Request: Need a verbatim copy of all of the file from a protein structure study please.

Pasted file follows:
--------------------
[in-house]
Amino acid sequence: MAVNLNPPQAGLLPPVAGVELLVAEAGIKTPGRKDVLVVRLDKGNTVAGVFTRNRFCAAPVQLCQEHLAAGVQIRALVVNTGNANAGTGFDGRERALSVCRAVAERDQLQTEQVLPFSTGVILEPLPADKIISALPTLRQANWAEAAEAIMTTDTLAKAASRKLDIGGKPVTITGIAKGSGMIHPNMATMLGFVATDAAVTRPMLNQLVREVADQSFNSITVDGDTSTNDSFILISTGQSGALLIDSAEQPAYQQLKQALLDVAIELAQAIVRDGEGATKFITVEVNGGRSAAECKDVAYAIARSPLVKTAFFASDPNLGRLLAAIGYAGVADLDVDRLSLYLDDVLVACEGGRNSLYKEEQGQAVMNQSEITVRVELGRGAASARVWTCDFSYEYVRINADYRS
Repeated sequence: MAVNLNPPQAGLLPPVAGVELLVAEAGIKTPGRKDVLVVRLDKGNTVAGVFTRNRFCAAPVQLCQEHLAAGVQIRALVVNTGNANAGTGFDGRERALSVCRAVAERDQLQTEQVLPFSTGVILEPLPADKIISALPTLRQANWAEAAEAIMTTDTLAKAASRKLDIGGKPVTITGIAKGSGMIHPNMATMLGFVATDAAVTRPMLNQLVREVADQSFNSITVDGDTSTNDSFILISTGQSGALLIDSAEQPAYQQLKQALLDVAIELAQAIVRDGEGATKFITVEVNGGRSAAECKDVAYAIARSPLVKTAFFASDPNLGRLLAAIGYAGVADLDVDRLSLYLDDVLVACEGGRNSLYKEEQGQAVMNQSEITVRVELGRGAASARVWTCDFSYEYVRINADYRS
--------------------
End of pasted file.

[in-house]
Amino acid sequence: MAVNLNPPQAGLLPPVAGVELLVAEAGIKTPGRKDVLVVRLDKGNTVAGVFTRNRFCAAPVQLCQEHLAAGVQIRALVVNTGNANAGTGFDGRERALSVCRAVAERDQLQTEQVLPFSTGVILEPLPADKIISALPTLRQANWAEAAEAIMTTDTLAKAASRKLDIGGKPVTITGIAKGSGMIHPNMATMLGFVATDAAVTRPMLNQLVREVADQSFNSITVDGDTSTNDSFILISTGQSGALLIDSAEQPAYQQLKQALLDVAIELAQAIVRDGEGATKFITVEVNGGRSAAECKDVAYAIARSPLVKTAFFASDPNLGRLLAAIGYAGVADLDVDRLSLYLDDVLVACEGGRNSLYKEEQGQAVMNQSEITVRVELGRGAASARVWTCDFSYEYVRINADYRS
Repeated sequence: MAVNLNPPQAGLLPPVAGVELLVAEAGIKTPGRKDVLVVRLDKGNTVAGVFTRNRFCAAPVQLCQEHLAAGVQIRALVVNTGNANAGTGFDGRERALSVCRAVAERDQLQTEQVLPFSTGVILEPLPADKIISALPTLRQANWAEAAEAIMTTDTLAKAASRKLDIGGKPVTITGIAKGSGMIHPNMATMLGFVATDAAVTRPMLNQLVREVADQSFNSITVDGDTSTNDSFILISTGQSGALLIDSAEQPAYQQLKQALLDVAIELAQAIVRDGEGATKFITVEVNGGRSAAECKDVAYAIARSPLVKTAFFASDPNLGRLLAAIGYAGVADLDVDRLSLYLDDVLVACEGGRNSLYKEEQGQAVMNQSEITVRVELGRGAASARVWTCDFSYEYVRINADYRS